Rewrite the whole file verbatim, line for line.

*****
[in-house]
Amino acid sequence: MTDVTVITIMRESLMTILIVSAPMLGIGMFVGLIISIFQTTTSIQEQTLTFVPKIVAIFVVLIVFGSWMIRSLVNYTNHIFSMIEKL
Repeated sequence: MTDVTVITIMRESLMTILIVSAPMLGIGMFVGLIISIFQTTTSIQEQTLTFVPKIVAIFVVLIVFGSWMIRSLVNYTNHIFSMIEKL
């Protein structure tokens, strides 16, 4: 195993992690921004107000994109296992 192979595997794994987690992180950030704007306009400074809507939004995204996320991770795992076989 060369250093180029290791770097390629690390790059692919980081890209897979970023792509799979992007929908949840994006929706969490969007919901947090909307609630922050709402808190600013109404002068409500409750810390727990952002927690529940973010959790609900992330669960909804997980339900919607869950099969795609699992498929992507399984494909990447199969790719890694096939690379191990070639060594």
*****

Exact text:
[in-house]
Amino acid sequence: MTDVTVITIMRESLMTILIVSAPMLGIGMFVGLIISIFQTTTSIQEQTLTFVPKIVAIFVVLIVFGSWMIRSLVNYTNHIFSMIEKL
Repeated sequence: MTDVTVITIMRESLMTILIVSAPMLGIGMFVGLIISIFQTTTSIQEQTLTFVPKIVAIFVVLIVFGSWMIRSLVNYTNHIFSMIEKL
């Protein structure tokens, strides 16, 4: 195993992690921004107000994109296992 192979595997794994987690992180950030704007306009400074809507939004995204996320991770795992076989 060369250093180029290791770097390629690390790059692919980081890209897979970023792509799979992007929908949840994006929706969490969007919901947090909307609630922050709402808190600013109404002068409500409750810390727990952002927690529940973010959790609900992330669960909804997980339900919607869950099969795609699992498929992507399984494909990447199969790719890694096939690379191990070639060594």